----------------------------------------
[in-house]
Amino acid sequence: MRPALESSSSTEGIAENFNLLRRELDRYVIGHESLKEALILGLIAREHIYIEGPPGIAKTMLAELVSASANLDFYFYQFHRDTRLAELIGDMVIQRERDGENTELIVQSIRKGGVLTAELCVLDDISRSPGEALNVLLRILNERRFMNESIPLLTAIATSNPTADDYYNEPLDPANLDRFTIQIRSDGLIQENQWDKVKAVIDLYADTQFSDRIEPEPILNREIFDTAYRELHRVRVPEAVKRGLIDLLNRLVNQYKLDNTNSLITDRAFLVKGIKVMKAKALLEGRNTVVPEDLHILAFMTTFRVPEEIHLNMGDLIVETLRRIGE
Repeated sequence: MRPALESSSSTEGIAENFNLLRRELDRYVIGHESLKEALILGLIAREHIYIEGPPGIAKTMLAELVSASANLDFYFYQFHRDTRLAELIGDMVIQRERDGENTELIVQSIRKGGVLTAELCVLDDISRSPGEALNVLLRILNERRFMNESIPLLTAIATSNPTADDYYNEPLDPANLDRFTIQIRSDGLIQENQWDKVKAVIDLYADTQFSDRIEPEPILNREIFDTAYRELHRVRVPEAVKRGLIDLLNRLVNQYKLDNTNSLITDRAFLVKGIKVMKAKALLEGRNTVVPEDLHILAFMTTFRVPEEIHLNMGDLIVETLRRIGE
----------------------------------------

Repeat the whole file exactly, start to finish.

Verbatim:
[in-house]
Amino acid sequence: MRPALESSSSTEGIAENFNLLRRELDRYVIGHESLKEALILGLIAREHIYIEGPPGIAKTMLAELVSASANLDFYFYQFHRDTRLAELIGDMVIQRERDGENTELIVQSIRKGGVLTAELCVLDDISRSPGEALNVLLRILNERRFMNESIPLLTAIATSNPTADDYYNEPLDPANLDRFTIQIRSDGLIQENQWDKVKAVIDLYADTQFSDRIEPEPILNREIFDTAYRELHRVRVPEAVKRGLIDLLNRLVNQYKLDNTNSLITDRAFLVKGIKVMKAKALLEGRNTVVPEDLHILAFMTTFRVPEEIHLNMGDLIVETLRRIGE
Repeated sequence: MRPALESSSSTEGIAENFNLLRRELDRYVIGHESLKEALILGLIAREHIYIEGPPGIAKTMLAELVSASANLDFYFYQFHRDTRLAELIGDMVIQRERDGENTELIVQSIRKGGVLTAELCVLDDISRSPGEALNVLLRILNERRFMNESIPLLTAIATSNPTADDYYNEPLDPANLDRFTIQIRSDGLIQENQWDKVKAVIDLYADTQFSDRIEPEPILNREIFDTAYRELHRVRVPEAVKRGLIDLLNRLVNQYKLDNTNSLITDRAFLVKGIKVMKAKALLEGRNTVVPEDLHILAFMTTFRVPEEIHLNMGDLIVETLRRIGE